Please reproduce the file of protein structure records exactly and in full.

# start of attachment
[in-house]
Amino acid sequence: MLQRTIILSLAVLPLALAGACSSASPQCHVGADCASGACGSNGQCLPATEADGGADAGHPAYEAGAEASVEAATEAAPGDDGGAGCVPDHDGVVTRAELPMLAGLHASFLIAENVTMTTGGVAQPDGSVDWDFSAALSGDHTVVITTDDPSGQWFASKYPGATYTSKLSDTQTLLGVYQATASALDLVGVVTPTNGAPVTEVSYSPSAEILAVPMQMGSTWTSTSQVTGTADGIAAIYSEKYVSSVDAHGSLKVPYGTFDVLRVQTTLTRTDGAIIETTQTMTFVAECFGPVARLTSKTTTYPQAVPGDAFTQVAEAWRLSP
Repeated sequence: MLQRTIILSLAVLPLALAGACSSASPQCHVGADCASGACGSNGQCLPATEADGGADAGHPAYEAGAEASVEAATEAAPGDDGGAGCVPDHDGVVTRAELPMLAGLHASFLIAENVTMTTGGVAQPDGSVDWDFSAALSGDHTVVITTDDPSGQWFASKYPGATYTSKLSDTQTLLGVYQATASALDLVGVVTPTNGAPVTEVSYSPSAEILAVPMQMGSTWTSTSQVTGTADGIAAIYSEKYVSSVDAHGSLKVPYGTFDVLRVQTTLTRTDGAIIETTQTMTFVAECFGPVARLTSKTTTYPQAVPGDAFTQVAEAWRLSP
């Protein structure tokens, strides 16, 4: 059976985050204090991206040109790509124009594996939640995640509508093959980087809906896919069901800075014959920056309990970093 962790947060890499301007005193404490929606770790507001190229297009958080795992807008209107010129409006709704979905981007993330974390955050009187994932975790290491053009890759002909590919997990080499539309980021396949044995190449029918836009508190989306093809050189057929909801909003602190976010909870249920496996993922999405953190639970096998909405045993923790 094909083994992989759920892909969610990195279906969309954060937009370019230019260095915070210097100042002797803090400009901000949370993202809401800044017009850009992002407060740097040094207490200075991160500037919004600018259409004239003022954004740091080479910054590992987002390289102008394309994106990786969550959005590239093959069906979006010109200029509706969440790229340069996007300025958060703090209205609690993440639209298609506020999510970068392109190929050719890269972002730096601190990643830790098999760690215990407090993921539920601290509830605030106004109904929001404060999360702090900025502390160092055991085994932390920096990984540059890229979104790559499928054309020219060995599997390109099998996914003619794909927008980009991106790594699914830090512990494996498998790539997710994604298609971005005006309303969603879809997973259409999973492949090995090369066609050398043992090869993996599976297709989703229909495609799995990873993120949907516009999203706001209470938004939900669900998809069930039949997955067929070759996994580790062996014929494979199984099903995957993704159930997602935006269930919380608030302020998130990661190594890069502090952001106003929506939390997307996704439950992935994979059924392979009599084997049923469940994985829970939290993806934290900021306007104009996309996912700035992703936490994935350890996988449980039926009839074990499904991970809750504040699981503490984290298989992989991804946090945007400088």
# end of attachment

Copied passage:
[in-house]
Amino acid sequence: MLQRTIILSLAVLPLALAGACSSASPQCHVGADCASGACGSNGQCLPATEADGGADAGHPAYEAGAEASVEAATEAAPGDDGGAGCVPDHDGVVTRAELPMLAGLHASFLIAENVTMTTGGVAQPDGSVDWDFSAALSGDHTVVITTDDPSGQWFASKYPGATYTSKLSDTQTLLGVYQATASALDLVGVVTPTNGAPVTEVSYSPSAEILAVPMQMGSTWTSTSQVTGTADGIAAIYSEKYVSSVDAHGSLKVPYGTFDVLRVQTTLTRTDGAIIETTQTMTFVAECFGPVARLTSKTTTYPQAVPGDAFTQVAEAWRLSP
Repeated sequence: MLQRTIILSLAVLPLALAGACSSASPQCHVGADCASGACGSNGQCLPATEADGGADAGHPAYEAGAEASVEAATEAAPGDDGGAGCVPDHDGVVTRAELPMLAGLHASFLIAENVTMTTGGVAQPDGSVDWDFSAALSGDHTVVITTDDPSGQWFASKYPGATYTSKLSDTQTLLGVYQATASALDLVGVVTPTNGAPVTEVSYSPSAEILAVPMQMGSTWTSTSQVTGTADGIAAIYSEKYVSSVDAHGSLKVPYGTFDVLRVQTTLTRTDGAIIETTQTMTFVAECFGPVARLTSKTTTYPQAVPGDAFTQVAEAWRLSP
């Protein structure tokens, strides 16, 4: 059976985050204090991206040109790509124009594996939640995640509508093959980087809906896919069901800075014959920056309990970093 962790947060890499301007005193404490929606770790507001190229297009958080795992807008209107010129409006709704979905981007993330974390955050009187994932975790290491053009890759002909590919997990080499539309980021396949044995190449029918836009508190989306093809050189057929909801909003602190976010909870249920496996993922999405953190639970096998909405045993923790 094909083994992989759920892909969610990195279906969309954060937009370019230019260095915070210097100042002797803090400009901000949370993202809401800044017009850009992002407060740097040094207490200075991160500037919004600018259409004239003022954004740091080479910054590992987002390289102008394309994106990786969550959005590239093959069906979006010109200029509706969440790229340069996007300025958060703090209205609690993440639209298609506020999510970068392109190929050719890269972002730096601190990643830790098999760690215990407090993921539920601290509830605030106004109904929001404060999360702090900025502390160092055991085994932390920096990984540059890229979104790559499928054309020219060995599997390109099998996914003619794909927008980009991106790594699914830090512990494996498998790539997710994604298609971005005006309303969603879809997973259409999973492949090995090369066609050398043992090869993996599976297709989703229909495609799995990873993120949907516009999203706001209470938004939900669900998809069930039949997955067929070759996994580790062996014929494979199984099903995957993704159930997602935006269930919380608030302020998130990661190594890069502090952001106003929506939390997307996704439950992935994979059924392979009599084997049923469940994985829970939290993806934290900021306007104009996309996912700035992703936490994935350890996988449980039926009839074990499904991970809750504040699981503490984290298989992989991804946090945007400088």